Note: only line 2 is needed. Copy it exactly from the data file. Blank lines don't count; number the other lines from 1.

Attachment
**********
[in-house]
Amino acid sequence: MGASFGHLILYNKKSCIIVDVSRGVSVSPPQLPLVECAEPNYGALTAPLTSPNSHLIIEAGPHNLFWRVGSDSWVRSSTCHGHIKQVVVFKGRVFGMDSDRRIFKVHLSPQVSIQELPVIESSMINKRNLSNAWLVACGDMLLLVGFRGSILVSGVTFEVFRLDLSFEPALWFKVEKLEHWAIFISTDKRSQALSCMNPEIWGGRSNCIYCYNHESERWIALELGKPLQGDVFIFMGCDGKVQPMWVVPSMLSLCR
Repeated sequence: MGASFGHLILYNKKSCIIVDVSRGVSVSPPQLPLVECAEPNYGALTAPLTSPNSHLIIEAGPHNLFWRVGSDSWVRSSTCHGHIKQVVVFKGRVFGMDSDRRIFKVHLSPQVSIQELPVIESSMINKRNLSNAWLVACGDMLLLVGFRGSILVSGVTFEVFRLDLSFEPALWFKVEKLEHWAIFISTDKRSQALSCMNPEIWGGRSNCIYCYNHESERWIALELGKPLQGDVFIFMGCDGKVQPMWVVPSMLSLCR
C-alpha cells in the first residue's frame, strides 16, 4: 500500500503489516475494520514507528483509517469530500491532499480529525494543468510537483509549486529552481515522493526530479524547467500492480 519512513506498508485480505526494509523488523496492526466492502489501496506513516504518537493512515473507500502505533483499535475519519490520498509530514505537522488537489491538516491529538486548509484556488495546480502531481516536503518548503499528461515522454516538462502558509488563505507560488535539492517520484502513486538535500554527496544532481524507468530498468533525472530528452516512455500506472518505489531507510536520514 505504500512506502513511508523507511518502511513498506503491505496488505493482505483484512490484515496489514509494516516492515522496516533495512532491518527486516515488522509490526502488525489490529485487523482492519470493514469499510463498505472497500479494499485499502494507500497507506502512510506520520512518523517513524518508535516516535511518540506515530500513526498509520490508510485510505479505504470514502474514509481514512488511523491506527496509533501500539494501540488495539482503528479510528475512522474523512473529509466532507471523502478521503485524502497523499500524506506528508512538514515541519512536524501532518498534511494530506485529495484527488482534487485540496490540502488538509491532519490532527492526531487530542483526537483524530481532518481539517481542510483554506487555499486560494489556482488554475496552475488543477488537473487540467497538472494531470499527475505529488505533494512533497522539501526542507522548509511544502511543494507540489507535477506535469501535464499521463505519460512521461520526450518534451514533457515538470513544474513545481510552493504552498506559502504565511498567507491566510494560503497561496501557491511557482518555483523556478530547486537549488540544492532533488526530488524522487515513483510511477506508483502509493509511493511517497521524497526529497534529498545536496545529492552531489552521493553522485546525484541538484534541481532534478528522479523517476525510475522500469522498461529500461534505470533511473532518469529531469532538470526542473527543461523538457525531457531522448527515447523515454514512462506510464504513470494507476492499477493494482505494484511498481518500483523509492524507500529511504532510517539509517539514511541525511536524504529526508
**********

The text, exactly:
Amino acid sequence: MGASFGHLILYNKKSCIIVDVSRGVSVSPPQLPLVECAEPNYGALTAPLTSPNSHLIIEAGPHNLFWRVGSDSWVRSSTCHGHIKQVVVFKGRVFGMDSDRRIFKVHLSPQVSIQELPVIESSMINKRNLSNAWLVACGDMLLLVGFRGSILVSGVTFEVFRLDLSFEPALWFKVEKLEHWAIFISTDKRSQALSCMNPEIWGGRSNCIYCYNHESERWIALELGKPLQGDVFIFMGCDGKVQPMWVVPSMLSLCR